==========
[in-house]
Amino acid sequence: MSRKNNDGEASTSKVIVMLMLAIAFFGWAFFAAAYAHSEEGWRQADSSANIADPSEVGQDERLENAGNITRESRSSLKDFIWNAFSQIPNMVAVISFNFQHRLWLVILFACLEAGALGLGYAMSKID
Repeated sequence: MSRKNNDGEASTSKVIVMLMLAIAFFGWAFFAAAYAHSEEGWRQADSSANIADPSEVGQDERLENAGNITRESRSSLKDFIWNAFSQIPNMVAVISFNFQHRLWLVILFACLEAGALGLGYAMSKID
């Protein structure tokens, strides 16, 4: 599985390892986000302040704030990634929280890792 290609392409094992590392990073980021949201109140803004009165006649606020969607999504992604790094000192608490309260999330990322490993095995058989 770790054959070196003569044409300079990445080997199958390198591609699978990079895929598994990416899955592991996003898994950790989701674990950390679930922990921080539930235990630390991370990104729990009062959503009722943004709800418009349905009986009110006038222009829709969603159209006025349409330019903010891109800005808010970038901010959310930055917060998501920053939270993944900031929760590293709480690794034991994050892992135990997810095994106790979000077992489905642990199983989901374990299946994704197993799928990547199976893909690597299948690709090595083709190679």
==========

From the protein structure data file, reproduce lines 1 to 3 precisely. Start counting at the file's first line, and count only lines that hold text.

[in-house]
Amino acid sequence: MSRKNNDGEASTSKVIVMLMLAIAFFGWAFFAAAYAHSEEGWRQADSSANIADPSEVGQDERLENAGNITRESRSSLKDFIWNAFSQIPNMVAVISFNFQHRLWLVILFACLEAGALGLGYAMSKID
Repeated sequence: MSRKNNDGEASTSKVIVMLMLAIAFFGWAFFAAAYAHSEEGWRQADSSANIADPSEVGQDERLENAGNITRESRSSLKDFIWNAFSQIPNMVAVISFNFQHRLWLVILFACLEAGALGLGYAMSKID